• Zapper :x:
  • Vaults :x:
  • Concentrated liquidity :x:
  • Lending/Reclaim :x:
  • Borrow/Repay :x:

And removes the 75% of the smart contract work necessary for future 3rd party integrations and brand new chain deployments.

Let’s go back to our original example. Under the smart-wallet model, we’d only need to do:

  1. Risk modeling (i.e. get max LTV #'s for CL positions)
  2. Smart contract work:
    • Whitelist CL position in Credit Manager health checker
    • Add pricing ability of CL positions to Oracle
    • Implement CL position transfer functionality upon liquidation event
  3. Frontend work: Dependent on product direction (see below)

We’d really only be limited by our ability and speed with risk modeling assets and governance.

Changes to UX :warning:

This is a pretty substantial change. Given this is a smart contract wallet, users cannot interact with it the same as they currently do (aka Keplr).

We’ll likely need to rely upon WalletConnect to serve as the way to route all wallet actions through their Rover account.

Further, when it comes to account abstraction, we should take inspiration from Gnosis Safe and how they serve as a layer on top of other protocols their users are interacting with.

The frontend strategy with the Account Abstraction design has a few options:

A) Read only positions

Mars site is the hub that links to all of the integrations (Osmosis, Apollo, etc) and it requires minimal frontend work of its own outside of displaying the positions + health of rovers.

B) Read + Write

Somewhat similar to the current Mars v2 roadmap. The Mars site is a “super app” where users can both see their positions and interact with them from a singular place. Much more frontend work, but possibly better experience for the user. With this direction, while the Mars smart contracts would no longer need to do heavy integration work, the frontend would still bear the burden of maintenance of integrating.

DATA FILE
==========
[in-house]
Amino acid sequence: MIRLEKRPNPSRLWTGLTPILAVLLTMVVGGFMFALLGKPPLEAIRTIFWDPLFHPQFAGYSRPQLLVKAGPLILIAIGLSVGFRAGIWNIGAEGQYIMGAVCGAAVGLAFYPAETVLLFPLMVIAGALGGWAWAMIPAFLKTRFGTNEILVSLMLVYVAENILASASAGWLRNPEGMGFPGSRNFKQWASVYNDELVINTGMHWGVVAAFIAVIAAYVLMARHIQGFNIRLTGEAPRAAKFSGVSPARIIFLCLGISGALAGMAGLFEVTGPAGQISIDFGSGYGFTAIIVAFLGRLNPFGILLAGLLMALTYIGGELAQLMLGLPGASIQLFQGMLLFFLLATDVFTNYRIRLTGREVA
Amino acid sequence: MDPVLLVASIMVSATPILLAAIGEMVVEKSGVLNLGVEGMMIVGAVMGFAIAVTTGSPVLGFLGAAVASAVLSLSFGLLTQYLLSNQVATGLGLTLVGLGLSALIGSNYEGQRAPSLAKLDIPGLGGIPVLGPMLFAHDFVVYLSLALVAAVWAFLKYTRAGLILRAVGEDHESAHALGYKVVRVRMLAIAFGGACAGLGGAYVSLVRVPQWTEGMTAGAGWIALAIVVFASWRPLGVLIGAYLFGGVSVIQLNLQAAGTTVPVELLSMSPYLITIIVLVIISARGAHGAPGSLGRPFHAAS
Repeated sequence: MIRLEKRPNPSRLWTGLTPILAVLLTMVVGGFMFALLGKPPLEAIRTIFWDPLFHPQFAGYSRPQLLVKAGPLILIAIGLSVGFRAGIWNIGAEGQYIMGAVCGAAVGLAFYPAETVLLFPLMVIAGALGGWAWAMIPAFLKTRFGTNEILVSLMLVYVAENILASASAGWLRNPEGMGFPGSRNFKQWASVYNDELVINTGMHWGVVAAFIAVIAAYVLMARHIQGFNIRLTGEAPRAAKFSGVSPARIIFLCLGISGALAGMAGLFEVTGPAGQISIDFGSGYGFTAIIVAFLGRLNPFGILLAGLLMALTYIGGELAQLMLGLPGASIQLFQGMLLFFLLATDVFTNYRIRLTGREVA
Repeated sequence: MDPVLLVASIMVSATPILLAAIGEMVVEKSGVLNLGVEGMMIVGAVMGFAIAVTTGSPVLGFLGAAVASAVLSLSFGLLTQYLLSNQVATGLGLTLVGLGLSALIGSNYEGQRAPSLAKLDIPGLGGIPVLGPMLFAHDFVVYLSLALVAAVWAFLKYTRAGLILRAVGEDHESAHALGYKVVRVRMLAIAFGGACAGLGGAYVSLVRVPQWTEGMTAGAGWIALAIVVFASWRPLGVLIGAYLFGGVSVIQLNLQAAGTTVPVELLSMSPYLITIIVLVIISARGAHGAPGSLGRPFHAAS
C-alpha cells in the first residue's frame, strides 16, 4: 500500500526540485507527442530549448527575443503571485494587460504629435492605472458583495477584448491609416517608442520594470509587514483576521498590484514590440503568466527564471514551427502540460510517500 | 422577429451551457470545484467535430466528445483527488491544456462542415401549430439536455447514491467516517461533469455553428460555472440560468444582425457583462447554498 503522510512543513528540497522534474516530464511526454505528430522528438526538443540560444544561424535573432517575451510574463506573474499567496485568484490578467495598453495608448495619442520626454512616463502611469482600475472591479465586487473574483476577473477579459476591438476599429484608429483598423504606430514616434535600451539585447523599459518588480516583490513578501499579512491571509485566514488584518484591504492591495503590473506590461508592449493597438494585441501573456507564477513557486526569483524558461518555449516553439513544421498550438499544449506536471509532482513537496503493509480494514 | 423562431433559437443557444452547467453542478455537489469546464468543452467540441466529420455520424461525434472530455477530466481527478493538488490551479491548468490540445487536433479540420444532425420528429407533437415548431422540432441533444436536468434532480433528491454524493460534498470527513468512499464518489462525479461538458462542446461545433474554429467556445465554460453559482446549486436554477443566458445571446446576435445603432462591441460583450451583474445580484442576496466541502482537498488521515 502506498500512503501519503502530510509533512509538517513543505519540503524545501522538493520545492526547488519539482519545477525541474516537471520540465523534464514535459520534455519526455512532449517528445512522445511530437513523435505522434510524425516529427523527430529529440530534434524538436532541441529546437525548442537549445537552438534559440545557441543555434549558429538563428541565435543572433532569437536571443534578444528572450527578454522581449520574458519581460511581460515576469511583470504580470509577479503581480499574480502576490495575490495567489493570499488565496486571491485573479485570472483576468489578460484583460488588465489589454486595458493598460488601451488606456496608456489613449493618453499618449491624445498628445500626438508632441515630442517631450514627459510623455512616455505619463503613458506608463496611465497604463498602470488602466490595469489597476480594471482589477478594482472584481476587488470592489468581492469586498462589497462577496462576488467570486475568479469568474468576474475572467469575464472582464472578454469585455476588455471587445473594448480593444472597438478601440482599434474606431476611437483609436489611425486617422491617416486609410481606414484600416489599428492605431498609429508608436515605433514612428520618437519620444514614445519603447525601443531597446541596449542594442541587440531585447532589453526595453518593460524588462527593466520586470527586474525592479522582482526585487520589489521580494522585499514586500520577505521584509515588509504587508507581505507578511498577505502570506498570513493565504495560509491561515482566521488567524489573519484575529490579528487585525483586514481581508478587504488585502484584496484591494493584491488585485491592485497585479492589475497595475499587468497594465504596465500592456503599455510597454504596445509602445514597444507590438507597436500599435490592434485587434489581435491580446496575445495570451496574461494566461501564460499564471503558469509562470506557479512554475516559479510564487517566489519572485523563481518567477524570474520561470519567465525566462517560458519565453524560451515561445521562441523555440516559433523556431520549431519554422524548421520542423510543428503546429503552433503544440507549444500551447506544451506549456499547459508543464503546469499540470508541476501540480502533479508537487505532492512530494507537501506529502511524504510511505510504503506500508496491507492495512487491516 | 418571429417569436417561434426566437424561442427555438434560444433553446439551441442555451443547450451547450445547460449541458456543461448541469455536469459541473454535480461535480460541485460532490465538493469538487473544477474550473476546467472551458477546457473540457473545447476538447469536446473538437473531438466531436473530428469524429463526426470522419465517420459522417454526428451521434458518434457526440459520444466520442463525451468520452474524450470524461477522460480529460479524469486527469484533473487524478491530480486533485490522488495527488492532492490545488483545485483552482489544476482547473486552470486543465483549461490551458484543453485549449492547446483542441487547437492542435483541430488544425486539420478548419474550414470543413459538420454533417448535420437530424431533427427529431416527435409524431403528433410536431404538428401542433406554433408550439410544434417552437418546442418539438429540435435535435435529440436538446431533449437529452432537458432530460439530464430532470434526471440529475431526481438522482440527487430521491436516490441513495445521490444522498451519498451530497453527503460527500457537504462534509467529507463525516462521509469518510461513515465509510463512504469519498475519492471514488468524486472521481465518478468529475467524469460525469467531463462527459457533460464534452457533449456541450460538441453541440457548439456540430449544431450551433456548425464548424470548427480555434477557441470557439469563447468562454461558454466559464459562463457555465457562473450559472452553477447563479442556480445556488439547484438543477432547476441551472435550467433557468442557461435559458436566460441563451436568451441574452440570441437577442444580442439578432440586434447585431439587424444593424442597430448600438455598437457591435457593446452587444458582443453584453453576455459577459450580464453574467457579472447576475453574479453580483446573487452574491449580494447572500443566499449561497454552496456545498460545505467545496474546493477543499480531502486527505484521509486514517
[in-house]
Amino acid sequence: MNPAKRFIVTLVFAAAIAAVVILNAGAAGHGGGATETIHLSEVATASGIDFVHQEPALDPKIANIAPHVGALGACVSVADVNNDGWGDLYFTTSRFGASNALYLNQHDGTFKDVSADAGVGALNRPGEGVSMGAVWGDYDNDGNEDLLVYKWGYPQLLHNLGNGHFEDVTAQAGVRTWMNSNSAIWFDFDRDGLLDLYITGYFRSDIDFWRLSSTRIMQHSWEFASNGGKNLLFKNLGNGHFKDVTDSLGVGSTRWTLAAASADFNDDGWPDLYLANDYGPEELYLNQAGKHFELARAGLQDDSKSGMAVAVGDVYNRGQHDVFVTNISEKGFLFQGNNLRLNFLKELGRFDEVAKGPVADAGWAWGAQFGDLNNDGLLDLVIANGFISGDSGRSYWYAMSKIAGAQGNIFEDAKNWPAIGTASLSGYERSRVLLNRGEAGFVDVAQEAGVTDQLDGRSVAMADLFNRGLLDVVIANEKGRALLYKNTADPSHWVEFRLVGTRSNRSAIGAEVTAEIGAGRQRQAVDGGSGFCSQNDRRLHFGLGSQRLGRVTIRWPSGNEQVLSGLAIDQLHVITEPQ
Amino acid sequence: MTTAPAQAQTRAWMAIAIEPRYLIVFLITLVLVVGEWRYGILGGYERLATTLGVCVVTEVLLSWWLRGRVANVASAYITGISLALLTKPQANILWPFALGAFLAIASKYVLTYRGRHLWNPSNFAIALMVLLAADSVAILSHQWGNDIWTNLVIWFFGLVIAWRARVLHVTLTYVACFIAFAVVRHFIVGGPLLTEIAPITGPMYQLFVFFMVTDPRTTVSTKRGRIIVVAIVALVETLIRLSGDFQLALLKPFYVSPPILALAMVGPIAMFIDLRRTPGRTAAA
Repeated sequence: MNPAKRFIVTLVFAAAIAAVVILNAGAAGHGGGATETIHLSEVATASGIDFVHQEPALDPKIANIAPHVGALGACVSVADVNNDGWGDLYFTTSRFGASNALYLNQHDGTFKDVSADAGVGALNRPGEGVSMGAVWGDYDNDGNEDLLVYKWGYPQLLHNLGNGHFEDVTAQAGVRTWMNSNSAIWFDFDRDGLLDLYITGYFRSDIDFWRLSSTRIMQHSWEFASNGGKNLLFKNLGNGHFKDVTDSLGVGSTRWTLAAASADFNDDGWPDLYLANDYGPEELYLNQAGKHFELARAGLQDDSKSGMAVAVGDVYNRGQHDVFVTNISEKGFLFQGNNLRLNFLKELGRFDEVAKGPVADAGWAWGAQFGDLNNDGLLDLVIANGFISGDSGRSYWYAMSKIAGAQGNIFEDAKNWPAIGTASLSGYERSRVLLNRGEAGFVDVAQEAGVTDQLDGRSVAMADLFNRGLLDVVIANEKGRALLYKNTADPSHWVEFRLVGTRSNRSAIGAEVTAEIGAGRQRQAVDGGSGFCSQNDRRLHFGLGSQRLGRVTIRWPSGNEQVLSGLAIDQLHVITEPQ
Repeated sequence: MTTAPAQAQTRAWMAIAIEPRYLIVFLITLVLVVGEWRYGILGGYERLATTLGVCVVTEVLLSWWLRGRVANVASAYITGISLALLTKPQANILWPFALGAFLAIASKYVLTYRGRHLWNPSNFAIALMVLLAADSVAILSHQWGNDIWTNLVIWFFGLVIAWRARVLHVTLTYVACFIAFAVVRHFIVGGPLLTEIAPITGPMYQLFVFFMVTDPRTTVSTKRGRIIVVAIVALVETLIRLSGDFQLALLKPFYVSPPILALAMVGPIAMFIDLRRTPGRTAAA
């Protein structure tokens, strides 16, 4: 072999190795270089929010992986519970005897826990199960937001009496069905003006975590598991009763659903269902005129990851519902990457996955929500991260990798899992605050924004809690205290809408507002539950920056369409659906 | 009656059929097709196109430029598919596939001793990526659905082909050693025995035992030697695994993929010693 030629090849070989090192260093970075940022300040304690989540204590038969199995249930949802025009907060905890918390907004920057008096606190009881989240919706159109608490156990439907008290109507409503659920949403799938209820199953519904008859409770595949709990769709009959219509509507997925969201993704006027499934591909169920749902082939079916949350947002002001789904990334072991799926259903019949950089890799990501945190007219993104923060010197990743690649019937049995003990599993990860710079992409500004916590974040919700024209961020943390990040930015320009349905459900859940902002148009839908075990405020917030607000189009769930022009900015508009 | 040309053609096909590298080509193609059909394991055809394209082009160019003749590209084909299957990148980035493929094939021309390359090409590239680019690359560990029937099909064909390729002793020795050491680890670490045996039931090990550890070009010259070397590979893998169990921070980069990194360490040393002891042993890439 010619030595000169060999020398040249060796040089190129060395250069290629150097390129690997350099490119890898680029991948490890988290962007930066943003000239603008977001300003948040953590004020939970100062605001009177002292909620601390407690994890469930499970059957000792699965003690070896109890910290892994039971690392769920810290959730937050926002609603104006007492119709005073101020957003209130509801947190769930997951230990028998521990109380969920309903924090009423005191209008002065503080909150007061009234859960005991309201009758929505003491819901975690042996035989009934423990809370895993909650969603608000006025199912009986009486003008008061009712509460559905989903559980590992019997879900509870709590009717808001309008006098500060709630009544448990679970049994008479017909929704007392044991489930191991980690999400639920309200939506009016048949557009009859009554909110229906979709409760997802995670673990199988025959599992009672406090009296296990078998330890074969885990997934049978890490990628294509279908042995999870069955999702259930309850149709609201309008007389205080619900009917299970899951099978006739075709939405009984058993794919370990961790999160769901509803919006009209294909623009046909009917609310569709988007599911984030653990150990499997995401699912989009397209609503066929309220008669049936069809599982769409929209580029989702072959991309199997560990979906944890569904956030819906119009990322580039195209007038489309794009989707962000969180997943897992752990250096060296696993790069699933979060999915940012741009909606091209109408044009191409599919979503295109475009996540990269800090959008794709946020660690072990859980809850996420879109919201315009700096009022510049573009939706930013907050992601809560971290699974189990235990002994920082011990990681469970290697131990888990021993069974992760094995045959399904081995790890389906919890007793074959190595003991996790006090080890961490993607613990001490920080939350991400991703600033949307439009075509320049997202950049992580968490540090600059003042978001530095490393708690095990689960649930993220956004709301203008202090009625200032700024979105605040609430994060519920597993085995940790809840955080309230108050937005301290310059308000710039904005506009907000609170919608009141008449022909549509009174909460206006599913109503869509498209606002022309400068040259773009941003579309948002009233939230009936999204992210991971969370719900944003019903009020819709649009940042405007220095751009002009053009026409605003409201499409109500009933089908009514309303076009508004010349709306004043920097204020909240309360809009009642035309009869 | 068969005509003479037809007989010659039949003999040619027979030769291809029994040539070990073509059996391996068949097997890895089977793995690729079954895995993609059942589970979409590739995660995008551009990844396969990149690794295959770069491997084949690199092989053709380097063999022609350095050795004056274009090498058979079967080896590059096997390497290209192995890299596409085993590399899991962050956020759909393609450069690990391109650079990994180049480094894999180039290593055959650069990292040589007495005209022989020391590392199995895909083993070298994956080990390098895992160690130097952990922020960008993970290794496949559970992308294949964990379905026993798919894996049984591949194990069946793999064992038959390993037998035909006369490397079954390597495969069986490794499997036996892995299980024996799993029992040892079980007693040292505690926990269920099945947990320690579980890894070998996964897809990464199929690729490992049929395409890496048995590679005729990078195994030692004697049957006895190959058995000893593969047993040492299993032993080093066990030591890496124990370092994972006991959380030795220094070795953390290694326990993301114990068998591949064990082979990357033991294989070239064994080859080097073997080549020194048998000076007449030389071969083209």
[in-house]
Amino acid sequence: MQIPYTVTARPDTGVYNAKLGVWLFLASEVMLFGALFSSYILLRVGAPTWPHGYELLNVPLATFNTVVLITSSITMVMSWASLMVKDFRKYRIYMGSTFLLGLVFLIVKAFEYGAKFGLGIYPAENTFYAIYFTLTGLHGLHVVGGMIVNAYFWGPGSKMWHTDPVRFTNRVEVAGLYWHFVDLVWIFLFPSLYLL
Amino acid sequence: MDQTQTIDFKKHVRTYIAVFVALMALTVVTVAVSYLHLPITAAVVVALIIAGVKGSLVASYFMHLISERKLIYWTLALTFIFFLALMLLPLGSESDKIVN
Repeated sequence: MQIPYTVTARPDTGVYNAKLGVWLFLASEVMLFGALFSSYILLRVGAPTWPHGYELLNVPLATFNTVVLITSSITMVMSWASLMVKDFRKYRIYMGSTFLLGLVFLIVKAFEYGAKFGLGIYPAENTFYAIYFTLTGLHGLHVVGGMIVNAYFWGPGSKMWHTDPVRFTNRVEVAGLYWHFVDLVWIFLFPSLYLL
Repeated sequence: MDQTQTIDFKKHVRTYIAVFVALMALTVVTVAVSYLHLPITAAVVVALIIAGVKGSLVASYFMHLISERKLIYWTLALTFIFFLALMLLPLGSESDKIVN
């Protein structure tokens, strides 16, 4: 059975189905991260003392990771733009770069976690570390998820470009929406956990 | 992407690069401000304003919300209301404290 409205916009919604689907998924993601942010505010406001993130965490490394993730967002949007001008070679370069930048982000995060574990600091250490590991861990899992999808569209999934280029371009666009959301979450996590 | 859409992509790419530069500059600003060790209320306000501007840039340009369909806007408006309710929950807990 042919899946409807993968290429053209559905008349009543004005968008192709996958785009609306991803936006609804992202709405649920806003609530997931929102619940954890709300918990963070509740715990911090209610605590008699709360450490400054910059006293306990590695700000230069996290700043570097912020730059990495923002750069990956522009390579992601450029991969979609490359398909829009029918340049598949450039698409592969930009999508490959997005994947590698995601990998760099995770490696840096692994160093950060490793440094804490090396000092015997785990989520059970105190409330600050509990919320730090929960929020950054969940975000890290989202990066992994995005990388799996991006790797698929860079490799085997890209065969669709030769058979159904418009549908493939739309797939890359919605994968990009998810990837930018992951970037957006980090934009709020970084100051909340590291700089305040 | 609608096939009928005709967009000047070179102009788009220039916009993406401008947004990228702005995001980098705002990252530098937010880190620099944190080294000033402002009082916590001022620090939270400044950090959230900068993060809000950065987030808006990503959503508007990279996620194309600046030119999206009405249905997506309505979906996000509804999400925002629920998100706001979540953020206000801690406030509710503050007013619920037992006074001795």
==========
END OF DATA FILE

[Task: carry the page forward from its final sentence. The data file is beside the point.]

Open questions

  • Can we make health checking faster as opposed to looping through entire asset whitelist?
  • How do we handle Red Bank undercollateralized credit lines?
  • How could we migrate these smart contract wallets practically given each account is a new instantiation?
  • Are there unseen risks in this model?
  • Instead of a cosmwasm contract, could Authz be an alternative way to enforce the same requirements? What are the pros/cons with this direction?
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Instead of a cosmwasm contract, could Authz be an alternative way to enforce the same requirements? What are the pros/cons with this direction?

Assuming this is referring to “Credit Manager special access to liquidate any collateral in the event the account is unhealthy”, it is worthy to note that Authz is not as granular in handling WasmMsg, but handles other msg types well.
For example in Vectis smart contract wallet implementation with the cronkitty plugin (a special access control to allow to execute on the Vectis account), the controller of the Vectis Account must first store what is allowed to be called by croncat contracts.
A point to note on the change to UX, which is not specifically for the Rovers, is that Vectis has a browser extension that directly interacts with the frontend via cosmos-kit

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Implemented as a smart contract, there is a UX impact (aka, you can’t use Keplr anymore) that could potentially negatively impact adoption of Mars. I think it’s worth exploring if there may be some cosmos-chain-level module that could allow for the same mechanic as a cosmwasm contract. If Authz can’t fulfill it, perhaps we should write a credit account module that allows a regular account to delegate a smart contract that governs the before/after hooks (for health checking) and allows for liquidation. Sunny has previously mentioned support of this direction.